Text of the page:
NHL On NBCSN: Blues look to snap five-game losing streak against Avalanche


Just after the St. Louis Blues fired coach Ken Hitchcock and turned the bench over to Mike Yeo the team went on a 7-1-0 run that made it look like their season was turning around. Maybe the coaching change was the spark the team needed to get back on track and play up to the level we have seen from the Blues in recent seasons.

Then again, maybe not.

Since that 7-1-0 stretch the Blues have lost five games in a row and now find themselves one point out of a playoff spot behind the Los Angeles Kings (with two games in hand).

They look to snap that losing streak on Sunday night when they visit the Colorado Avalanche on NBCSN. Puck drop is scheduled for 8 p.m. ET and you can see all of the action on NBCSN or on our Live Stream.

The good news for the Blues is they are certainly getting the right matchup on Sunday night when it comes to snapping a losing streak. Not only are the Avalanche the worst team in the NHL this season by a substantial margin, they have won just eight of their past 45 games (8-34-3), are on track finish with the worst point total since the league went to the three-point game format in 2005-06 (yes, even worse than the 2013-14 and 2014-15 Buffalo Sabres) and also just played on Saturday night while the Blues had the night off. It was a particularly ugly showing for the Avalanche in that game, too.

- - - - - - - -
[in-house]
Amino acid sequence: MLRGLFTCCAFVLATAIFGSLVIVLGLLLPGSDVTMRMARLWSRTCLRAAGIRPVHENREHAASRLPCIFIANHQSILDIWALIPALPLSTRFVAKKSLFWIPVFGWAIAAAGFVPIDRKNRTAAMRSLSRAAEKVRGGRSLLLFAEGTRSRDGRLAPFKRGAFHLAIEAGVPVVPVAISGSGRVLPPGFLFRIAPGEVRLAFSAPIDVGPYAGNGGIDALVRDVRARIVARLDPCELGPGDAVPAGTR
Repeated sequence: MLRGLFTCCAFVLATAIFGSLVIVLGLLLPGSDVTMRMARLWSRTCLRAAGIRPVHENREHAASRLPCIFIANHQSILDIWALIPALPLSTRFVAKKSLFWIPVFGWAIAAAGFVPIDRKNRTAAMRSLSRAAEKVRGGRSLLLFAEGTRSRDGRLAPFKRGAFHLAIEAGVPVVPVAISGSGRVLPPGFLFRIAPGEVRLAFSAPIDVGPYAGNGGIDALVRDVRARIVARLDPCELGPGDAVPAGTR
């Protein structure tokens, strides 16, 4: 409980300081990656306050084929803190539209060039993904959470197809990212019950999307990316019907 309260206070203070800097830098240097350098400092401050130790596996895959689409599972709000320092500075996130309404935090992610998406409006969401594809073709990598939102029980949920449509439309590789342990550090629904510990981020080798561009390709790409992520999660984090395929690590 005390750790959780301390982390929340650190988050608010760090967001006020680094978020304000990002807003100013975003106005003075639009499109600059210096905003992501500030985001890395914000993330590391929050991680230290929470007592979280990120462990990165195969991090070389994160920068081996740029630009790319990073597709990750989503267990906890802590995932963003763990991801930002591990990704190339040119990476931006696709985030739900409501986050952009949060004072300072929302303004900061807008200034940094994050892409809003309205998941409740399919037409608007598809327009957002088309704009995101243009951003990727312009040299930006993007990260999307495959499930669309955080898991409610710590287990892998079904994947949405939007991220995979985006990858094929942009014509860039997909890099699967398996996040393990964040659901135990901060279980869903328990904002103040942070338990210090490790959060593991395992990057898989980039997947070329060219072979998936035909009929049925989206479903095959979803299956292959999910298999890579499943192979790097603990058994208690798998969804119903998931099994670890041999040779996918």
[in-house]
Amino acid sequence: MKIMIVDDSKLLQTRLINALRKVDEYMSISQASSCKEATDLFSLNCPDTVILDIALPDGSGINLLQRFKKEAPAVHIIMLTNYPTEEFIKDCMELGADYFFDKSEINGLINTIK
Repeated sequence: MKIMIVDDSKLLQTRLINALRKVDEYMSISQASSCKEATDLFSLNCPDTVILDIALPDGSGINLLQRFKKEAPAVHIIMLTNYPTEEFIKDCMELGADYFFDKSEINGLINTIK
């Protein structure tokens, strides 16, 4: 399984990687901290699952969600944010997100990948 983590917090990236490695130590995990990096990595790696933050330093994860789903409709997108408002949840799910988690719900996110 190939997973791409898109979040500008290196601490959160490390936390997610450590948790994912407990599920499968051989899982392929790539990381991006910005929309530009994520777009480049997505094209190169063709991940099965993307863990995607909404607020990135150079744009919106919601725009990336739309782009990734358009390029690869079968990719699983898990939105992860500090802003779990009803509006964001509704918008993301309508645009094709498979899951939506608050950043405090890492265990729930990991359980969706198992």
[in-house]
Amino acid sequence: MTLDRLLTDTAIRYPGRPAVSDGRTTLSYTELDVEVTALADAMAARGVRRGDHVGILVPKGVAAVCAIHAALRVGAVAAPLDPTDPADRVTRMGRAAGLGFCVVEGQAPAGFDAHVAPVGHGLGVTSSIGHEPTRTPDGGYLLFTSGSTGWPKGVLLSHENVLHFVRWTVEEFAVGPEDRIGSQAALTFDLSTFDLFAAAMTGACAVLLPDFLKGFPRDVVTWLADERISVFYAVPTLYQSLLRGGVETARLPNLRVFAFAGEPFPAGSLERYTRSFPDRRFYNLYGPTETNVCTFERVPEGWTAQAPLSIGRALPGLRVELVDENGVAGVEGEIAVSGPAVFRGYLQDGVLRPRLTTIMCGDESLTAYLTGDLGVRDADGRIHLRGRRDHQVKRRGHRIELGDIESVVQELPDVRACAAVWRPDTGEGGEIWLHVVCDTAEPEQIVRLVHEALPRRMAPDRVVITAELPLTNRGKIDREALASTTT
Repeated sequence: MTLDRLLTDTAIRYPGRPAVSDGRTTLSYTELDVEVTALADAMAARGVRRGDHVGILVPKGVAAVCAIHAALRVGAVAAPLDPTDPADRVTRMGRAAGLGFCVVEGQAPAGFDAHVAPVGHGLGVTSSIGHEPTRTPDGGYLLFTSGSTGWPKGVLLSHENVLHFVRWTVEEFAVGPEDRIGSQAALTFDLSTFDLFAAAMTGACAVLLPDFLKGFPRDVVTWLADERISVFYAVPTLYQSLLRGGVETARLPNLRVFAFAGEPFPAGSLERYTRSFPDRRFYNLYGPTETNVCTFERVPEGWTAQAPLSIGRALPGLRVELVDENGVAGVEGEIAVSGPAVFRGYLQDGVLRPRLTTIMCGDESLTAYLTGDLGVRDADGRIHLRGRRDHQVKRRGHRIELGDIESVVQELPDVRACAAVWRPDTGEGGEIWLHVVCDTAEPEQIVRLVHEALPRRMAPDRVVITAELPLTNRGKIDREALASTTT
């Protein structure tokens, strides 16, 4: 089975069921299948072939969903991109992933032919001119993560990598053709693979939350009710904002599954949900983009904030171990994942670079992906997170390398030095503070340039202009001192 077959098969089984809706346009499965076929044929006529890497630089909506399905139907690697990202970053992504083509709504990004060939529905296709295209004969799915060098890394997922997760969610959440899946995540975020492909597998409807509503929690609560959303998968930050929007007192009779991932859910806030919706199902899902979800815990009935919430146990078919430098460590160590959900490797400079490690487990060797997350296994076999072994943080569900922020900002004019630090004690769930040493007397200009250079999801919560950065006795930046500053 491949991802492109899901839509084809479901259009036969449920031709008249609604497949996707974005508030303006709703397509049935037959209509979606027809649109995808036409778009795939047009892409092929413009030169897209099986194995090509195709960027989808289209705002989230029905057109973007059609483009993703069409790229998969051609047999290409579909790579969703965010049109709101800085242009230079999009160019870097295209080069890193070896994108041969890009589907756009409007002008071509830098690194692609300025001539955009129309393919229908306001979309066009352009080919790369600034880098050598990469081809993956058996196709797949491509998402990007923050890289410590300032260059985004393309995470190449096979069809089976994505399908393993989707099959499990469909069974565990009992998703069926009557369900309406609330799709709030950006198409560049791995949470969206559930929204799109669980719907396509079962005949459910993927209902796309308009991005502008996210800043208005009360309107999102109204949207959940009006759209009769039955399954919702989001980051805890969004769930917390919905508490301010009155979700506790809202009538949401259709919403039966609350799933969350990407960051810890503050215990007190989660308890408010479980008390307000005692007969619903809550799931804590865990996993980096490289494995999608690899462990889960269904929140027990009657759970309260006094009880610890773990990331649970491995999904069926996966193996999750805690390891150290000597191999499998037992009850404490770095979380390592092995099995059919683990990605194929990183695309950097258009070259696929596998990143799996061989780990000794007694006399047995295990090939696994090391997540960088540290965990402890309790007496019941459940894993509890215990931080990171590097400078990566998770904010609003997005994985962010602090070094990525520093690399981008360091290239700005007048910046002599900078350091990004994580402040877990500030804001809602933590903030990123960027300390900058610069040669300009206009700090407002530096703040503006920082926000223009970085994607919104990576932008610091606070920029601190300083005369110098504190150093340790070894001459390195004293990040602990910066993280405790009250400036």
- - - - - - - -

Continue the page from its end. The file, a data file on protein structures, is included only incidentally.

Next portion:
In other words, there is no excuse for the Blues, a desperate team that had the night off on Saturday, to not come out of this game with two points.

The biggest problem for the Blues during this recent losing streak has been an offense that has dried up, scoring just six goals (and never more than two in a single game) during that stretch, while no individual player has more than one goal or two total points.

Losing Kevin Shattenkirk, their best offensive defenseman and still second leading scorer, during that stretch to a trade certainly has not helped matters.

Yeo knows this is the type of moment that can make-or-break the Blues season.

“This is new for me, I’m still learning the group, still learning how we deal with adversity. We went on a bit of a run, so you see how the group deals with that, and now we’re seeing how they deal with the opposite end of things,” Yeo said, via the St. Louis Post Dispatch on Saturday.

“It’s obviously an area that we have to improve. If things aren’t going well, how do you react? It’s going to be ultimately what determines our season. We can be frustrated, disappointed, we can feel sorry for ourselves, but none of those things really matter. What matters is that we go out and we get the job done, we get excited about the challenge and we rise up to it.”

Young Mitch Marner meme isn’t lost on Auston Matthews, Maple Leafs

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A couple of days ago, Mitch Marner was spotted at Pearson Airport in Toronto with a backwards baseball cap after flying back from a very impressive and productive run at the World Hockey Championship.